With the graying of America, healthcare would seem to be a logical sector in which to invest but we have found the sector fraught with pitfalls. Healthcare costs now represent almost 15% of GDP, compared with less that 10% for other developed countries. New therapies, drugs and machines are life extending and in increasing demand. One problem though is that many of these new technologies are tremendously expensive. This has helped drive health care costs through the roof, up 41% in the last three years according to the Brookings Institute. But you can't tell someone they can't have a new life saving drug or test because it is too expensive. So how do we control healthcare spending so that we all don't go broke paying our insurance premiums? One way is for government agencies and healthcare providers to attack the profitability of companies providing healthcare forcing them to sell their products at ever lower prices. Obviously (at least in retrospect), this is not good for investors and has been the source of much disappointment for us so far this year. Companies like Curative Healthcare, AmerisourceBergen, and King Pharmaceuticals have seen their stock prices rise only to be shot down by such unexpected developments as lowered reimbursements from state agencies or premature competition from generic substitutes. One of the lessons we think we have learned from this is to look for companies that actually lower the cost of healthcare rather than ones that sell lifesaving but expensive therapies. The other lesson is stay healthy!

While we have admittedly had difficulty finding new attractive investment ideas, we do feel comfortable and exectant about the stocks that we do own three of which we highlight below?

H&R BLOCK (HRB $48 NYSE): a solid, long term growth stock selling at only 11 times this year's earnings of $4.30 with an excellent balance sheet and strong free cash flow generation. Since tax preparation, the company's main business, never seems to get less complex, there is ample room for moderate growth. The company also has a strong internet initiative to serve customers. If you are one of those, like me, who always seems to get a smaller tax refund than expected, maybe you should try H&R Block.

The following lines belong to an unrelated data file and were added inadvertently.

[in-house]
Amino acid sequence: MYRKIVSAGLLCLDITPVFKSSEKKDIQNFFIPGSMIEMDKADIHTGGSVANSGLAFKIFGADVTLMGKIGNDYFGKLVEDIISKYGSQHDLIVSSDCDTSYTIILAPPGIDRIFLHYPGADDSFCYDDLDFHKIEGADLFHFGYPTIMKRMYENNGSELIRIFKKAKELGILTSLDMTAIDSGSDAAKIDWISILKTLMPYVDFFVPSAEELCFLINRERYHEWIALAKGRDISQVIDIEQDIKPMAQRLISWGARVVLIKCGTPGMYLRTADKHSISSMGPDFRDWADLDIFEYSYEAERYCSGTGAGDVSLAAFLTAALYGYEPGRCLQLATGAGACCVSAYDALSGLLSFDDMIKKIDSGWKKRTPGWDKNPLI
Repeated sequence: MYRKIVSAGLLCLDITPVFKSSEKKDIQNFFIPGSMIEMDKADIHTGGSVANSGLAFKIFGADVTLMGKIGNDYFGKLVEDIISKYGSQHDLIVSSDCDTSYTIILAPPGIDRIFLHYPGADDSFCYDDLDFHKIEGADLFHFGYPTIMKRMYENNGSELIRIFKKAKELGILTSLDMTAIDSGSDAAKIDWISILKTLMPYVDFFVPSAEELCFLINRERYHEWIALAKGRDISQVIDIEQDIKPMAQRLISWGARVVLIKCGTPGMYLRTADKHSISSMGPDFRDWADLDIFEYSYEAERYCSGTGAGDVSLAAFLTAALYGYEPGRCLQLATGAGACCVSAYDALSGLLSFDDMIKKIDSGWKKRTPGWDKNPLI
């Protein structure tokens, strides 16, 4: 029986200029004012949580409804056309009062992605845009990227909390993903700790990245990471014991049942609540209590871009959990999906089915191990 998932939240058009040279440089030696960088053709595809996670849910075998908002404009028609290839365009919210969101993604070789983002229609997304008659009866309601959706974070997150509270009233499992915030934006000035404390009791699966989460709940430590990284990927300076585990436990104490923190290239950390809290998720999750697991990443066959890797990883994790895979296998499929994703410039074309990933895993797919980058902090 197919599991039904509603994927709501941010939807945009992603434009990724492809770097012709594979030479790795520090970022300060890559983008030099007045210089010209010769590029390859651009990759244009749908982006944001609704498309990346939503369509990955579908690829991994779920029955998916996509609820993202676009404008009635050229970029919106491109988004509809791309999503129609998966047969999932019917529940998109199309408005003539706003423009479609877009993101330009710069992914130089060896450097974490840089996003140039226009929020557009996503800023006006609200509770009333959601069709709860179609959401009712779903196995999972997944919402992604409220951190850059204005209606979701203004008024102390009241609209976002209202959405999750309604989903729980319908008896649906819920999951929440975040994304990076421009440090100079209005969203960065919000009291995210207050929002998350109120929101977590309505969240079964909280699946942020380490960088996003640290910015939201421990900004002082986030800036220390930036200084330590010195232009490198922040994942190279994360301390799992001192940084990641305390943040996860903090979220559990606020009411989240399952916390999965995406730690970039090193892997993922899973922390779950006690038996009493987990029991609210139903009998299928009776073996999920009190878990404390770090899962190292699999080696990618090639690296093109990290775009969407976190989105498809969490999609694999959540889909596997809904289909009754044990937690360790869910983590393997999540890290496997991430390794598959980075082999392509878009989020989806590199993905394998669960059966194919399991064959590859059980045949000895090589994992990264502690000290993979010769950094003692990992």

MNBA (KRB $24.25 NYSE) The second largest credit card issuer after CITIGROUP, MBNA has an enviable track record of growth based on excellent credit risk management and well priced acquisitions. Earnings of $2.00 in 2004 and $2.30 for 2005 makes this stock attractive as it sells at almost half the PE of the market. We look for multiple expansion and rising earnings to make this a rewarding long term investment

CHRISTOPER AND BANKS (CBK $15.50 NYSE) This largely regional retailer of practical clothes for older working women stumbled badly last year by offering merchandise that failed to excite its typical customer. A lag in same store sales together with a soft retail environment has caused the stock to sell of sharply. Nonetheless, the company remains strongly profitable, loaded with cash, has no debt on the balance sheet and is buying back stock. We expect earnings in excess of $1.00 per share this year. Furthermore, the company has aggressive expansion plans to double the number of stores in the next three years. Christopher and Banks remains an attractive turnaround story.

Tom Herzig